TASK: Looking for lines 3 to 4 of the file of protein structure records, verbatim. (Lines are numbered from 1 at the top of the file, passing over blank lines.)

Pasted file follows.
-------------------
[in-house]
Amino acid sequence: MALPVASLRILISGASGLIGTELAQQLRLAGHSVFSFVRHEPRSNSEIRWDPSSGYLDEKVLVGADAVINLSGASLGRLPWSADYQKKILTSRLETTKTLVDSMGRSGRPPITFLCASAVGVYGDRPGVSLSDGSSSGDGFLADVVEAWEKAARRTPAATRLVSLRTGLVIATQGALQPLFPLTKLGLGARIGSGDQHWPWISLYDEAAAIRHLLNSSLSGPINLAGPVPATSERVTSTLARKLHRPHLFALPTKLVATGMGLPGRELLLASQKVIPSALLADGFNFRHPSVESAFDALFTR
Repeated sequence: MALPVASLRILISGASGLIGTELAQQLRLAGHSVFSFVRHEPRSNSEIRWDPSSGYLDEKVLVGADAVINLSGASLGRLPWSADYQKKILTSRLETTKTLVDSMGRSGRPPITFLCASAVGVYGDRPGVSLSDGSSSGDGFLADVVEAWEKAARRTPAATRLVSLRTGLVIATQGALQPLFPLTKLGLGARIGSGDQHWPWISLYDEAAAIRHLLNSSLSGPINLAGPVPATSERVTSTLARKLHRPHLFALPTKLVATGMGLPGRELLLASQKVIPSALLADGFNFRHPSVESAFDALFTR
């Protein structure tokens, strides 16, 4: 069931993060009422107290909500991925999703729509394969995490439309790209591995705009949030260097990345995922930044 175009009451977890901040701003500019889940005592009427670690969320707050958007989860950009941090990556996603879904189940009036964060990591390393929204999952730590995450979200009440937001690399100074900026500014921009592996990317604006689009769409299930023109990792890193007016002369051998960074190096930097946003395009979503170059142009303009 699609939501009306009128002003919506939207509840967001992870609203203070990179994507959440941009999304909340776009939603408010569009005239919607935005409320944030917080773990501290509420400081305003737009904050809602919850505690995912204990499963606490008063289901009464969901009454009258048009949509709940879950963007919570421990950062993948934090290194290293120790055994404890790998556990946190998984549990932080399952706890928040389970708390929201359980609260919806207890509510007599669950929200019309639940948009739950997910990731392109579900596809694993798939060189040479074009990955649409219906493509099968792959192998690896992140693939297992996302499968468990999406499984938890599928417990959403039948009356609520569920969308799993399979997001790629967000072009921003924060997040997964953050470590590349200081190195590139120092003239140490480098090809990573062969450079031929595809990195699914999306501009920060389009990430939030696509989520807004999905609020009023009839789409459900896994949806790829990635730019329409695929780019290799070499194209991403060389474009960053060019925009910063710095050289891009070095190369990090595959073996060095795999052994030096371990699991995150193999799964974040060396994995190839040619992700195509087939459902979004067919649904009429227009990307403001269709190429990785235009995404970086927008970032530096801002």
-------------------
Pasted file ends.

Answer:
Repeated sequence: MALPVASLRILISGASGLIGTELAQQLRLAGHSVFSFVRHEPRSNSEIRWDPSSGYLDEKVLVGADAVINLSGASLGRLPWSADYQKKILTSRLETTKTLVDSMGRSGRPPITFLCASAVGVYGDRPGVSLSDGSSSGDGFLADVVEAWEKAARRTPAATRLVSLRTGLVIATQGALQPLFPLTKLGLGARIGSGDQHWPWISLYDEAAAIRHLLNSSLSGPINLAGPVPATSERVTSTLARKLHRPHLFALPTKLVATGMGLPGRELLLASQKVIPSALLADGFNFRHPSVESAFDALFTR
């Protein structure tokens, strides 16, 4: 069931993060009422107290909500991925999703729509394969995490439309790209591995705009949030260097990345995922930044 175009009451977890901040701003500019889940005592009427670690969320707050958007989860950009941090990556996603879904189940009036964060990591390393929204999952730590995450979200009440937001690399100074900026500014921009592996990317604006689009769409299930023109990792890193007016002369051998960074190096930097946003395009979503170059142009303009 699609939501009306009128002003919506939207509840967001992870609203203070990179994507959440941009999304909340776009939603408010569009005239919607935005409320944030917080773990501290509420400081305003737009904050809602919850505690995912204990499963606490008063289901009464969901009454009258048009949509709940879950963007919570421990950062993948934090290194290293120790055994404890790998556990946190998984549990932080399952706890928040389970708390929201359980609260919806207890509510007599669950929200019309639940948009739950997910990731392109579900596809694993798939060189040479074009990955649409219906493509099968792959192998690896992140693939297992996302499968468990999406499984938890599928417990959403039948009356609520569920969308799993399979997001790629967000072009921003924060997040997964953050470590590349200081190195590139120092003239140490480098090809990573062969450079031929595809990195699914999306501009920060389009990430939030696509989520807004999905609020009023009839789409459900896994949806790829990635730019329409695929780019290799070499194209991403060389474009960053060019925009910063710095050289891009070095190369990090595959073996060095795999052994030096371990699991995150193999799964974040060396994995190839040619992700195509087939459902979004067919649904009429227009990307403001269709190429990785235009995404970086927008970032530096801002």